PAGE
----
The Indian government has asked social networking major Facebook to explain reports that it had allowed phone and other device manufacturers access to its users' personal information, including that of their friends without taking their explicit consent.
"The government of India is deeply concerned about reports of such lapses and violations," a statement issued by the IT Ministry said on Thursday.
"In response to earlier notices about breaches of personal data relating to the Cambridge Analytica episode, Facebook had apologised and given strong assurances to the government of India that they would take sincere efforts to protect the privacy of users' data on the platform," it said.
However, such reports raise uncomfortable questions about the assurances made by Facebook, the government said.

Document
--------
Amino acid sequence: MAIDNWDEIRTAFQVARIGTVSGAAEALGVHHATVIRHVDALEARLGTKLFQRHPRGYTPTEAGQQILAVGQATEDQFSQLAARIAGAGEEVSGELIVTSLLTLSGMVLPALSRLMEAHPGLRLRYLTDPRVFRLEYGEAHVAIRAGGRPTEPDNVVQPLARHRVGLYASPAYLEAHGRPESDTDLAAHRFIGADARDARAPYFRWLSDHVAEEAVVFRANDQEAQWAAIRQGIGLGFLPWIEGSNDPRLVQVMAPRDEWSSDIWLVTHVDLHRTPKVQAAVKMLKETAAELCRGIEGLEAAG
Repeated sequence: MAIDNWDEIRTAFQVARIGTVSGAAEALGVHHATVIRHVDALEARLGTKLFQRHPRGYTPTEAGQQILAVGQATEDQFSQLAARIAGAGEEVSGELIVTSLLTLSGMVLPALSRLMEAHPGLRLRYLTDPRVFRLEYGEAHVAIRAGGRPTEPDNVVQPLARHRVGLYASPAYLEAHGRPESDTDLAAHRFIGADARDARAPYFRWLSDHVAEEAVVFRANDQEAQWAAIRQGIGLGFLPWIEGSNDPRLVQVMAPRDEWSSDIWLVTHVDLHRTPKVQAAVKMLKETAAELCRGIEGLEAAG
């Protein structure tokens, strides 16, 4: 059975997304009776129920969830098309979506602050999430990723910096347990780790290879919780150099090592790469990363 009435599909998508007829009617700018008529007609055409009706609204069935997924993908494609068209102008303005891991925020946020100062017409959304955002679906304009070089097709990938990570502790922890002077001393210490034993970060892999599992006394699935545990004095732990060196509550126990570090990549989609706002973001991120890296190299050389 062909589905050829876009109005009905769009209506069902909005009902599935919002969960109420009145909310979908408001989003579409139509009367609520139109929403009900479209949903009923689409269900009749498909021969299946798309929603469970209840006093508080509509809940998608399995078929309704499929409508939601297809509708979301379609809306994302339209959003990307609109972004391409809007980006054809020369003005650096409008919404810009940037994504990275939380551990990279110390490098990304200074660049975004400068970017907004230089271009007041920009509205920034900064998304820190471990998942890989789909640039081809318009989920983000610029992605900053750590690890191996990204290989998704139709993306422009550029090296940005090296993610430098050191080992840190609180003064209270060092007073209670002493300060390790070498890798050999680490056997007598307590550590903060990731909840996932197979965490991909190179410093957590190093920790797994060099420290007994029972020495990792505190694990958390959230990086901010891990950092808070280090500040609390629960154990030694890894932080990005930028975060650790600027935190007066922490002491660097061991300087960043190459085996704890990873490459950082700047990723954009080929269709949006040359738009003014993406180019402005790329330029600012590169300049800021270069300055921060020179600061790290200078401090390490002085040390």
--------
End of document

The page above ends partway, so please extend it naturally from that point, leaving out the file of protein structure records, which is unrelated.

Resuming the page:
"Therefore, the Ministry of Electronics and IT has sought an explanation from Facebook seeking a detailed factual report... Facebook has been asked to respond by June 20," it added.
Earlier this week, Facebook admitted that it shared user data with Chinese technology company Huawei, along with three other China-based smartphone makers Lenovo, OPPO and TCL.
According to a report in Financial Times on Tuesday, Francisco Varela, vice president of Mobile Partnerships at Facebook, said that many technology companies have worked with Huawei.
"Facebook's integrations with Huawei, Lenovo, OPPO and TCL were controlled from the get-go -- and we approved the Facebook experiences these companies built," Varela said in a statement.
"Given the interest from Congress, we wanted to make clear that all the information from these integrations with Huawei was stored on the device, not on Huawei's servers," the Facebook executive added.
The Facebook confirmation came a day after The New York Times reported that the social media giant provided access to users' data to at least 60 different device makers -- including Apple, Amazon, Microsoft, Samsung and BlackBerry.
With IANS inputs